I was stunned. Travis was in my creative writing class that had ended a few week earlier, and although he struggled in many of his other classes, he was a superstar in mine. To this day, mostly because of him, his writing, and general positivity in the classroom, I have not had a class built around such an amazing community. I grew close to Travis and his group of friends by holding them to high standards and believing in them.
Through sobs, the voice on the other end continued, “Miss Miller, everyone is at the hospital. If you’re not too busy would you come be here with us?”
“Of course, Ryan. I’ll be there in fifteen.”
Travis was a senior in high school, one week away from his eighteenth birthday and one month from his high school graduation. When I entered the teaching profession, I knew I would eventually face these types of circumstances, but I wasn’t prepared to have had it happen my first year to a student with whom I was so close.
When I pulled into the hospital parking lot, a swarm of crying students surrounded my car. I hugged each of them, offering words of support. One student, who had been in my literature elective earlier in the year asked, “Miss Miller, you got any literary quotes for us right now?” The only thing I could mutter were the first words of T.S. Eliot’s The Waste Land: “April is the cruelest month.”
The next month and a half of school blurred by, as the entire school community mourned. At a memorial ceremony, Travis became the first member of his class to graduate, and his mother was presented with his diploma. As the song “See You Again” played, I handed out tissues to crying students and let a single tear roll down my face. I hugged a female student as she cried and said, “Miss Miller, you’re so strong.”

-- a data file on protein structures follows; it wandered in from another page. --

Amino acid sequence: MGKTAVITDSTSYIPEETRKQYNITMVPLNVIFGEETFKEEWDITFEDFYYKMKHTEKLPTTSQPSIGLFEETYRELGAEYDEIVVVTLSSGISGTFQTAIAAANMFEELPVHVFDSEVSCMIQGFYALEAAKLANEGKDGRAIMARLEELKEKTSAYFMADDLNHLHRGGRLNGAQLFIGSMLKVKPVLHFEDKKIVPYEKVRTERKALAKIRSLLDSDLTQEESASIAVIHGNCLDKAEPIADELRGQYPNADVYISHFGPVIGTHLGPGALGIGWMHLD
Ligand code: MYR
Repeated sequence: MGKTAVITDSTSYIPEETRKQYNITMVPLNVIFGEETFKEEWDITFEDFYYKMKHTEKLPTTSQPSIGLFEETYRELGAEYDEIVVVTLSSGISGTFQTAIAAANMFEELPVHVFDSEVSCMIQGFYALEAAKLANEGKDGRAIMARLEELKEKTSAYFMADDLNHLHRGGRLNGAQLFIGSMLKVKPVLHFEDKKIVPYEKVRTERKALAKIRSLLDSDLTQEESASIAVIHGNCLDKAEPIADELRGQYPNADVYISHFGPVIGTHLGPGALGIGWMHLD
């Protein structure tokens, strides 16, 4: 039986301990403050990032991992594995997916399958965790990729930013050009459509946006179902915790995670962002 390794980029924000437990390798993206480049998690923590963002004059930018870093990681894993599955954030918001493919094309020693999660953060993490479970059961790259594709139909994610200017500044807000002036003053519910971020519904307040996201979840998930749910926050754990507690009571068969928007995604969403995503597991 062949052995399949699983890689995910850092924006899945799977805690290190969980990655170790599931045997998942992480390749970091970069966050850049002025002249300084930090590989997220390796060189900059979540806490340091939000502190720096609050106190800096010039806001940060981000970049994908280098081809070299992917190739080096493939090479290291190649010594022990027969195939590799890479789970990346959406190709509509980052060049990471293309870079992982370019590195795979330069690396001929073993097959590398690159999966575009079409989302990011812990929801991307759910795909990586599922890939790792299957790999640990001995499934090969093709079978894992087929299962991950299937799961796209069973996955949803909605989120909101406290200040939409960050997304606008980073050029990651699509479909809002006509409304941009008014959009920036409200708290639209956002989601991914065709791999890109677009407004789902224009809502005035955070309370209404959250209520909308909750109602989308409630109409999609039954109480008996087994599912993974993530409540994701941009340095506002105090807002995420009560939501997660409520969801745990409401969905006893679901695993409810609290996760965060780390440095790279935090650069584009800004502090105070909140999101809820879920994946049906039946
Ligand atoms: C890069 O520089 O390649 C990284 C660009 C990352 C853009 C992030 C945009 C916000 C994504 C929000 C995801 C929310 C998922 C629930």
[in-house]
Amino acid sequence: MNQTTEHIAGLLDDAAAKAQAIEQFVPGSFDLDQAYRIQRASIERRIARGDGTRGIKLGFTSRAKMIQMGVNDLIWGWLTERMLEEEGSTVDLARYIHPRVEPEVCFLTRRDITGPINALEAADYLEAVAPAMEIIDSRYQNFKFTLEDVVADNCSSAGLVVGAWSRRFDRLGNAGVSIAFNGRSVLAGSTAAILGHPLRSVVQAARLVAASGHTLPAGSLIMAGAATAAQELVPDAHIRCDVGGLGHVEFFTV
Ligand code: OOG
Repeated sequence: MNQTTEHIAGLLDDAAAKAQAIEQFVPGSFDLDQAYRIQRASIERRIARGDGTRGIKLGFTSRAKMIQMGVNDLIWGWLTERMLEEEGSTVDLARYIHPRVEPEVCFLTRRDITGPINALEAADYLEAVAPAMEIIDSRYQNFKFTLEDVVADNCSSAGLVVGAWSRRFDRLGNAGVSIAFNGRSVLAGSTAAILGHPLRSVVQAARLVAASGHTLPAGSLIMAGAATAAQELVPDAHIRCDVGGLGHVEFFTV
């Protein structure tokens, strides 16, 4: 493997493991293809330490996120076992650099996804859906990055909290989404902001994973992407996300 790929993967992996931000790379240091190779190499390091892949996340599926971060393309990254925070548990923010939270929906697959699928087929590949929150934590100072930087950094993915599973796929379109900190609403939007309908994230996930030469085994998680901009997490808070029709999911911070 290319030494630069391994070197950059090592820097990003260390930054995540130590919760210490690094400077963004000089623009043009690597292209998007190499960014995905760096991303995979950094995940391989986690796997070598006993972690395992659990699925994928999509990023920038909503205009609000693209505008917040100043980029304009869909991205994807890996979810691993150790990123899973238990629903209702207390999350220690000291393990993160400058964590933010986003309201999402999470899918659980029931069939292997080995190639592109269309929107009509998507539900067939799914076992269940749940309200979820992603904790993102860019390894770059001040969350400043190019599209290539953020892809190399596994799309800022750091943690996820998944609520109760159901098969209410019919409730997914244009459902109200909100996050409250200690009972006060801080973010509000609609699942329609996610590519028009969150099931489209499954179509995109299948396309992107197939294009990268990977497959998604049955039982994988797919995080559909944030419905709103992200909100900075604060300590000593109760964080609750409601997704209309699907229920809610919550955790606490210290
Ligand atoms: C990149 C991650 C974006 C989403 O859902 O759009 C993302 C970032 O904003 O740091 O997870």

I learned two things that year. First, I learned how difficult the vocation of teaching really is. The classroom can be tough, dealing with parents can be a nightmare, and jumping through administration’s well-intended hoops can wear anyone out. However, those things pale in comparison to the emotional baggage an educator endures. The second thing I learned was the magnitude of my own strength. Around the students, I was able to consistently keep my composure and be strong for them. While I grieved quietly at home, my public strength afforded many students comfort and hope as they struggled with their grief. I had no idea I possessed such grace and strength.
During a parent interview following report cards being sent out, a parent, who was a high school English teacher challenged me on the evaluation I had given to their child in language. Knowing that the student truly had not demonstrated their potential, but upon reflection couldn’t provide the documentation for the grade, I struggled to respond to their challenge. This uncertain space, not having an answer, was new for me as I viewed myself as a competent educator. I made a decision (or perhaps took a risk) in that moment to embrace my vulnerable side. I looked the parent in the eye and said, “You’ve really given me something to think about and I thank you for that.” It was in that moment that the phrase so commonly said by educators, ‘I’m a life long learner’ meant something to me in my soul. I recognized that I needed to seek understanding of assessment and evaluation, be authentically accountable to both students and parents and embrace the space which made squirm. I grew from being vulnerable that day and admitting that I needed to reflect, document student thinking and better understand the bigger picture of assigning grades.
In years to come, my career path did cross with the parent. Again, I decided to talk with them about the past event, and much to my surprise, the parent shared with me that my honest response gained tremendous respect for the educator I was becoming. I was midway through my career at the time of this encounter and consider it a pivotal moment for which I’m forever grateful!
Thanks to Megan, Jenny, Linda and Wendi, and to readers, for their contributions!